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Feminine Product Access Opinion.JPG

Feminine hygiene products lay out on a desk.

OPINION: Free menstrual products needed on UNM campus

Across the University of New Mexico campus bathrooms, there is a distinct lack of menstrual products. Not only is there a lack of free products, but the overarching lack of access generally is also apparent. How is it that there is access to free condoms in every dorm, the Student Union Building and various other buildings, yet not free menstrual products? Both are essential: one for safe sex and the other for sanitary needs for something that is natural.

As of fall 2022, 14,993 female-identifying students enrolled at UNM, according to UNM’s Office of Institutional Analytics. This number does not account for other individuals who mensturate who might not identify as female, making the actual number of those who need these products even larger. This is a sizable number of students who need these products. Providing them would not only fill that necessity, but also afford students more convenience in an already stressful educational life.

In Zimmerman library, there is nearly no access to products — to purchase or otherwise — in any of the bathrooms. Only one bathroom had access to products, and it was out.

The Student Union Building has some dispensaries; when last checked on Saturday, Dec. 3  products were low and required quarters to purchase. How many students even carry around change nowadays? Even if a student happens to have quarters on them, the University shouldn’t charge for products when there are already thousands being paid in tuition by students. Some of the dispensers, if you can find one, don’t work (the only one I could find ate my quarter).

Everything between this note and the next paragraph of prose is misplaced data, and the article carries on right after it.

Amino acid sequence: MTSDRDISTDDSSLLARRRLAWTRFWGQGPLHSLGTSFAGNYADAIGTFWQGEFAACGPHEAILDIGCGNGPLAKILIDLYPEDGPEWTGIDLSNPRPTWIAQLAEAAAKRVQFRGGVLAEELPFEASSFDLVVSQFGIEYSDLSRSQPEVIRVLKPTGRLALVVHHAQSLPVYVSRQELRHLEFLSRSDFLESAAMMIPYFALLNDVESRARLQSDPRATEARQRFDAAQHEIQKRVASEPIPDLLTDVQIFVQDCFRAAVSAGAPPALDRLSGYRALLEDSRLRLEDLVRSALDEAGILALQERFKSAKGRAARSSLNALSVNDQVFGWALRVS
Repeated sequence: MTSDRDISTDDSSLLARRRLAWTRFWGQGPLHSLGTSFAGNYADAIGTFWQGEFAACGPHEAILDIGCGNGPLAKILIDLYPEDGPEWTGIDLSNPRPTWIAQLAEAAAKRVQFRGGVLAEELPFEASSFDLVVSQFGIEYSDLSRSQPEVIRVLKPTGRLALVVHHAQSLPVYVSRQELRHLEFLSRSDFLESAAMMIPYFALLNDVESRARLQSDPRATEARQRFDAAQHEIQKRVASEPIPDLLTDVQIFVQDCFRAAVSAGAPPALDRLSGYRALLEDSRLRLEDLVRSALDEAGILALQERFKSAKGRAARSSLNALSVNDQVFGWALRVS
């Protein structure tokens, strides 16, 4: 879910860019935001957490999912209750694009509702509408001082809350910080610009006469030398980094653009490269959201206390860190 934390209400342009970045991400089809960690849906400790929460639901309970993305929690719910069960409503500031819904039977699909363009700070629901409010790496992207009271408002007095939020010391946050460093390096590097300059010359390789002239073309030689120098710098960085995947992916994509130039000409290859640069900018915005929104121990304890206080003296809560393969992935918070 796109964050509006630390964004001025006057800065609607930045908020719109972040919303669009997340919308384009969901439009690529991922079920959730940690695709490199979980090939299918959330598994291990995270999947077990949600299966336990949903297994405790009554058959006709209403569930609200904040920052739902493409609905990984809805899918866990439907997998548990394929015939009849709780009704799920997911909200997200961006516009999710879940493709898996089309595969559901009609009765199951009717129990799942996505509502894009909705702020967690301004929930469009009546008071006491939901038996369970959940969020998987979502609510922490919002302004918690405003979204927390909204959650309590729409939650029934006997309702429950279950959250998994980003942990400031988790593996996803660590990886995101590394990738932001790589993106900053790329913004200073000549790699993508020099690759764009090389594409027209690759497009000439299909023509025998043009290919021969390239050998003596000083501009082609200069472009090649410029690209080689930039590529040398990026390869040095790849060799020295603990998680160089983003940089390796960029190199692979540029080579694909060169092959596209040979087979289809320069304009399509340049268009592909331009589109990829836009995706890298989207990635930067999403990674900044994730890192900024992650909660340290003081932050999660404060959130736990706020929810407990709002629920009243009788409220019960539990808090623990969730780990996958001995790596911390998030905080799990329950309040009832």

In 2017, the facilities department released a statement saying they don’t stock the dispensers due to theft and vandalism. It’s unclear when they started stocking the Student Union Building again, but the previous statement says the original stocking was meant to be a “revenue generation scheme.” Instead of helping students, it was just another scheme to pull more money from college students. A 500 pack of tampons for a dispenser only costs $83, according to Global Industrial — a small price to pay to have at least one or two dispensers filled in bathrooms across campus.

The University of New Mexico has proof that free menstrual products work via the film department, which has recently put free products in their bathrooms for students who are in need. So, if it works there, why not expand to the rest of campus? It would be an excellent way to help students, especially in emergency situations where that time of the month starts unexpectedly. No students should have to search through several bathrooms to find access to necessary products, nor should they have to hopefully have quarters on them to pay for a product.

Elizabeth Secor is a beat reporter for the Daily Lobo. She can be contacted at culture@dailylobo.com or on Twitter @esecor2003

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